627 Grant Street - Vallejo, CA   94590

Phone:   707.553.1042
Fax:       707.553.8146

Office Hours:   8:00AM - 5:00PM 
Facility Hours: 24 hours (7 days)

Serving:  Men, Women, Young Adults
For over 40 years Mrs. Miles has served on numerous boards and organizations, which address social and community concerns. In 1989 she was a candidate for City Council for the City of Vallejo.
Quotes by Hattie Smith-Miles
Donations to House of Acts
"You can't just sit and talk about the problems in the world unless you try to do something about it. And this is why I remain a person for the people." 

"In 1989, 17 people were killed in the city and 16 of them were because of drugs. It was really bad around here, and I thought I needed to do something to help my neighborhood."

Referring to Acts 26:18, ‘To open their eyes and turn them from darkness to light, and from the power of Satan to God, so that they may receive forgiveness of sins and a place among those who are sanctified by faith in me.’ "The spirit of the Lord came over to me after I read that passage, and said you will do this and call it the House of Acts.”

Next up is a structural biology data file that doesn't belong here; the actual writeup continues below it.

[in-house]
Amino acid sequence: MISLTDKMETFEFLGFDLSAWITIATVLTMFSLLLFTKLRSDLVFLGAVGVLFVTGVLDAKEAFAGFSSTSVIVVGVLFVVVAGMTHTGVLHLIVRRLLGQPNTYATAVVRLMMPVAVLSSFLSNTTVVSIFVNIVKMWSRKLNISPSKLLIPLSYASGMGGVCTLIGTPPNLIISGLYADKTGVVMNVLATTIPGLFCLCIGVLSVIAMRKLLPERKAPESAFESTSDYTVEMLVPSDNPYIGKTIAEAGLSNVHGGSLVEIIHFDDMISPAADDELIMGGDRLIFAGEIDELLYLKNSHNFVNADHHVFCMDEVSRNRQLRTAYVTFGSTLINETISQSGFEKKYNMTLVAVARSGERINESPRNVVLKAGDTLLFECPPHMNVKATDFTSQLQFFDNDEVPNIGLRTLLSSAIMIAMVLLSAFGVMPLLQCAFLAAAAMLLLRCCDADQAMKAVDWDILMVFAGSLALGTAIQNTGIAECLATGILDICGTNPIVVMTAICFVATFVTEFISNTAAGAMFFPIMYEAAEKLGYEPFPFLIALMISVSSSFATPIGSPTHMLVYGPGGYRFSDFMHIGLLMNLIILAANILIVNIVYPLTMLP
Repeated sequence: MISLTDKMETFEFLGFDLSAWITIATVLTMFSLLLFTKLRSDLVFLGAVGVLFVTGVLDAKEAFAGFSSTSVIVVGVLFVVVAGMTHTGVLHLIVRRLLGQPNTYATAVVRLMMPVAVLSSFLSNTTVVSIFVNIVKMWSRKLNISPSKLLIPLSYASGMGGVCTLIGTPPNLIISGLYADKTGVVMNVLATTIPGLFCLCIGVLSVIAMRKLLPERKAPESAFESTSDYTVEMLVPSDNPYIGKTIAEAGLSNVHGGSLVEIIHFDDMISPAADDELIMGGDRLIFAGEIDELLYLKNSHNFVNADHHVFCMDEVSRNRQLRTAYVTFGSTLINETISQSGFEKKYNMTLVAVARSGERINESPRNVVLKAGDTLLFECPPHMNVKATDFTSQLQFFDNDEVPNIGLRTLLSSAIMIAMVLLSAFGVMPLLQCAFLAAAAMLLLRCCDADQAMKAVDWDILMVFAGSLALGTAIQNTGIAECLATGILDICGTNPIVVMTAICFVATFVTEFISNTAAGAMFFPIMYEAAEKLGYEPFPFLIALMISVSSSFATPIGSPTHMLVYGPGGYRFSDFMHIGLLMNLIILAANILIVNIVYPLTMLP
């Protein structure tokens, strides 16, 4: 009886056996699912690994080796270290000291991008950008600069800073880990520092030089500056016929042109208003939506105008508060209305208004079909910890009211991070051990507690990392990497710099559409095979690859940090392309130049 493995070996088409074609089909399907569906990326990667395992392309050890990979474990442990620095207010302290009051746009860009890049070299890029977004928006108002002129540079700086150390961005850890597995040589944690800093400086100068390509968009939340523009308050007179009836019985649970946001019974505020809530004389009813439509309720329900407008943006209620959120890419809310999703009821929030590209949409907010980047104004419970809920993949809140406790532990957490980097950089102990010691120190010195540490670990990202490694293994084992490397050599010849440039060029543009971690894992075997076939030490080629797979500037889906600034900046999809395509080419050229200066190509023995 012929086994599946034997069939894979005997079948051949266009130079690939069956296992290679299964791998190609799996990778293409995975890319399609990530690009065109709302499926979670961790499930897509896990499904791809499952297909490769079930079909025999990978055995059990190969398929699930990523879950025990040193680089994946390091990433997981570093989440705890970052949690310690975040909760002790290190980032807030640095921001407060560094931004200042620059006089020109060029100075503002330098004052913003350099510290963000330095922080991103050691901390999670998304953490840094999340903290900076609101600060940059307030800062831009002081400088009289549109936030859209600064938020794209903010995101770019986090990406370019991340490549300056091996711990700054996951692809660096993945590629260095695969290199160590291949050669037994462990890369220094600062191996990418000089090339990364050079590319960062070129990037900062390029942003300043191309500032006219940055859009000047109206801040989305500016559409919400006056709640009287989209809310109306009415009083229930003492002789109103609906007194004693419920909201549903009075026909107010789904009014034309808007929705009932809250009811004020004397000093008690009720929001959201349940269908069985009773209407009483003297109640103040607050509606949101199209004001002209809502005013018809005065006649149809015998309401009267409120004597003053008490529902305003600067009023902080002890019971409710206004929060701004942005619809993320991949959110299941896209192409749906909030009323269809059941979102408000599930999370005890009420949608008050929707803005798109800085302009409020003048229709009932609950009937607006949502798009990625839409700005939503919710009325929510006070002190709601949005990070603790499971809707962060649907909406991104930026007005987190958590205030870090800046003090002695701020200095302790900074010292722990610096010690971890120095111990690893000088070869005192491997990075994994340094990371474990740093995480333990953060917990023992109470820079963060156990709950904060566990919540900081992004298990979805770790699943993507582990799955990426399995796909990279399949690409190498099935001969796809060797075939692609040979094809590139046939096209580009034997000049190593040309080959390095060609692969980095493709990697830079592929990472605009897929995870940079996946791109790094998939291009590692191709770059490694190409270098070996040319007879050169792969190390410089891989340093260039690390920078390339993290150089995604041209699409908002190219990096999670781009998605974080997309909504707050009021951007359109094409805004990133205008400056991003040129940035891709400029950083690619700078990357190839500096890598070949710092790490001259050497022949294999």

"I would have to go out to the men leaning on my fence and say, 'Young man, you can't deal drugs here today. You have to move on.' " 

"This is what church is all about! They give support to the young men and women by giving them something positive in their lives."

“It is important to recognize the difference between men and women and their needs during the recovery process. Men bring more of a dynamic from being out there. A lot of the men at House of Acts have been in prison or in gangs, a lot have abused their families. The women are generally softer spirits and many have suffered domestic abuse or had other kinds of family problems."​

"It's a completely different person when someone is on drugs. That's not their daughter, or son, or husband or wife. The real person – the person in recovery, can be unrecognizable." 

"I would hear the men talk about their wives or girlfriends who were also abusing drugs and needing help, and I saw the need for me to open up a women's home."

"I make sure that all counselors, including myself, give him that love and connection -- that life is worth living and you don't have to live that dangerous way.”